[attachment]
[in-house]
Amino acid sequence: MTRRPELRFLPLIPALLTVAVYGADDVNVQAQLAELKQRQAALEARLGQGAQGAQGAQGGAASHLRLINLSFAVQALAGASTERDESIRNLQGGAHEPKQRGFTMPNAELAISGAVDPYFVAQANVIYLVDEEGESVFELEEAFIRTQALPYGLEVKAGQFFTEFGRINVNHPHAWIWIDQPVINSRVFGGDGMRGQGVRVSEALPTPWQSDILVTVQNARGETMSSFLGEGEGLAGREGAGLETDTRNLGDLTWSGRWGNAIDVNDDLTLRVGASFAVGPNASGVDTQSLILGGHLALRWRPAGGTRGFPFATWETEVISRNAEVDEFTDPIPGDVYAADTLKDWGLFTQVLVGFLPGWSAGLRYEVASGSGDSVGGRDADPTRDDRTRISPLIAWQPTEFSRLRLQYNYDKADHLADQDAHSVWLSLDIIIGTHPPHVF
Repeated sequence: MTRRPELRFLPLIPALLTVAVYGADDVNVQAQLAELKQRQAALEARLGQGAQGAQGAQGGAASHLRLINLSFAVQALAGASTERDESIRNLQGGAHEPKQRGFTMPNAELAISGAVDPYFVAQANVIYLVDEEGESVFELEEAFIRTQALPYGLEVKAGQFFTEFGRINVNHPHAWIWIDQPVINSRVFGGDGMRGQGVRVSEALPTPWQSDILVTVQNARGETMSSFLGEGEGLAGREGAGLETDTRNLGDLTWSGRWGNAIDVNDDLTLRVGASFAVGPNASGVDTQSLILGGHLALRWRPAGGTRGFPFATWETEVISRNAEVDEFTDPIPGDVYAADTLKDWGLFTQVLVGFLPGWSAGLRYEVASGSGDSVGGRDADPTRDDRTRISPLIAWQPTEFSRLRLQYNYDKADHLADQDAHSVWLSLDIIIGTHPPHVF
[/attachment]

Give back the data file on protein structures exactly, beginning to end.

[in-house]
Amino acid sequence: MTRRPELRFLPLIPALLTVAVYGADDVNVQAQLAELKQRQAALEARLGQGAQGAQGAQGGAASHLRLINLSFAVQALAGASTERDESIRNLQGGAHEPKQRGFTMPNAELAISGAVDPYFVAQANVIYLVDEEGESVFELEEAFIRTQALPYGLEVKAGQFFTEFGRINVNHPHAWIWIDQPVINSRVFGGDGMRGQGVRVSEALPTPWQSDILVTVQNARGETMSSFLGEGEGLAGREGAGLETDTRNLGDLTWSGRWGNAIDVNDDLTLRVGASFAVGPNASGVDTQSLILGGHLALRWRPAGGTRGFPFATWETEVISRNAEVDEFTDPIPGDVYAADTLKDWGLFTQVLVGFLPGWSAGLRYEVASGSGDSVGGRDADPTRDDRTRISPLIAWQPTEFSRLRLQYNYDKADHLADQDAHSVWLSLDIIIGTHPPHVF
Repeated sequence: MTRRPELRFLPLIPALLTVAVYGADDVNVQAQLAELKQRQAALEARLGQGAQGAQGAQGGAASHLRLINLSFAVQALAGASTERDESIRNLQGGAHEPKQRGFTMPNAELAISGAVDPYFVAQANVIYLVDEEGESVFELEEAFIRTQALPYGLEVKAGQFFTEFGRINVNHPHAWIWIDQPVINSRVFGGDGMRGQGVRVSEALPTPWQSDILVTVQNARGETMSSFLGEGEGLAGREGAGLETDTRNLGDLTWSGRWGNAIDVNDDLTLRVGASFAVGPNASGVDTQSLILGGHLALRWRPAGGTRGFPFATWETEVISRNAEVDEFTDPIPGDVYAADTLKDWGLFTQVLVGFLPGWSAGLRYEVASGSGDSVGGRDADPTRDDRTRISPLIAWQPTEFSRLRLQYNYDKADHLADQDAHSVWLSLDIIIGTHPPHVF